But new research suggests that the monetary value of a college degree may be vastly overblown. According to a study conducted by PayScale for Bloomberg Businessweek, the value of a college degree may be a lot closer to $400,000 over 30 years and varies wildly from school to school. According to the PayScale study, the number of schools that actually make good on the estimates of the earlier research is vanishingly small. There are only 17 schools in the study whose graduates can expect to recoup the cost of their education and out-earn a high school graduate by $1.2 million, including four where they can do so to the tune of $1.6 million. At more than 500 other schools, the return on investment, or ROI, is less—sometimes far less. College, says Al Lee, director of quantitative analysis at PayScale, "is not the million-dollar slam dunk people talk about" [Francesca Di Meglio, "College: Big Investment, Paltry Return," Bloomberg Businessweek, 2010.06.28].
The study analyzes ROI for in-state and out-of-state students separately, so public schools get two rankings. It measures ROI at three South Dakota schools: South Dakota State University, School of Mines and Technology, and Black Hills State (alas! no comparisons with DSU or Augie).
School of Mines comes out on top in South Dakota and pretty good nationwide. the ROI resident students get ranks 288th out of 852 rankings in the analysis. Non-resident ROI ranks 294th.
South Dakota State University ranks 580th by resident rates and 598th by non-resident rates. SDSU's ranking is helped by its 51% graduation rate, compared to a 37% graduation rate at Mines. But interestingly, SDSU graduates make little more than Mines students who don't graduate. Among non-residents, Mines non-grads actually edge SDSU grads in ROI. Sometimes, winning is just a matter of showing up.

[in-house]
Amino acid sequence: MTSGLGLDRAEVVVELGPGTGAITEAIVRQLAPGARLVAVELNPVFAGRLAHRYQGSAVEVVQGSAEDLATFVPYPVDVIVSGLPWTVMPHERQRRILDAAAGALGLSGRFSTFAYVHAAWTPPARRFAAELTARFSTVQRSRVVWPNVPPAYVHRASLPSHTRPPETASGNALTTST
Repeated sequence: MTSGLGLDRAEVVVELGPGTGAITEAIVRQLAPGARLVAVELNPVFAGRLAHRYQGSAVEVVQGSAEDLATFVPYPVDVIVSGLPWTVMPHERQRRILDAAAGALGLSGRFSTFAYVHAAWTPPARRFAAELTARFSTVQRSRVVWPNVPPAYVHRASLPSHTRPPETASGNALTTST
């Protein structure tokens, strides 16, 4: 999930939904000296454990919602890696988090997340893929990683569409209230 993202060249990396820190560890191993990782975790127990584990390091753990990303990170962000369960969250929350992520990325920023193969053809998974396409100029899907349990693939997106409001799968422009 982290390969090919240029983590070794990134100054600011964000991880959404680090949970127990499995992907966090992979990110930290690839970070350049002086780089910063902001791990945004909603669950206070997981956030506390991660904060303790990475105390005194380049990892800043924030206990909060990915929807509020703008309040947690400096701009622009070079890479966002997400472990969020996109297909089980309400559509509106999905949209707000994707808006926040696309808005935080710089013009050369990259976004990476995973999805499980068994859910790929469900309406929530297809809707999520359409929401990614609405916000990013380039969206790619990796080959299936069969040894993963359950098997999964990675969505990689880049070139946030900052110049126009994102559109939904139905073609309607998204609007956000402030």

The worst way to invest your educational dollar is to come from another state and attend BHSU. The ROI for non-residents at Spearfish ranks 852nd out of 852. South Dakotans attending BHSU do only marginally better, producing an ROI that ranks 850. In other words, if you're concerned strictly about earning potential and you're thinking about attending Black Hills State, you might do just as well to skip college, go straight to work, and make up the earning difference by putting in extra hours for a couple summers at Zesto's.
The best investment in the region is private Carleton College over in Northfield, Minnesota. And alas, even with lower tuition, SDSU lags behind the flagship public universities of Minnesota, Nebraska, and North Dakota.
Now a couple notes on methodology:
- This analysis examined 1.4 million graduates, but the data is self-reported, allowing for all sorts of inaccuracy.
- The return on investment includes assumes earning power is delayed, figuring that if you don't go to college, you spend those first four years out of high school working your tail off.
- The overall ROI is more a measure of the institution's performance, not specific graduates. Having lots of students who don't graduate counts against a school's ranking, but it doesn't change the fact that if you get that degree, you will earn more.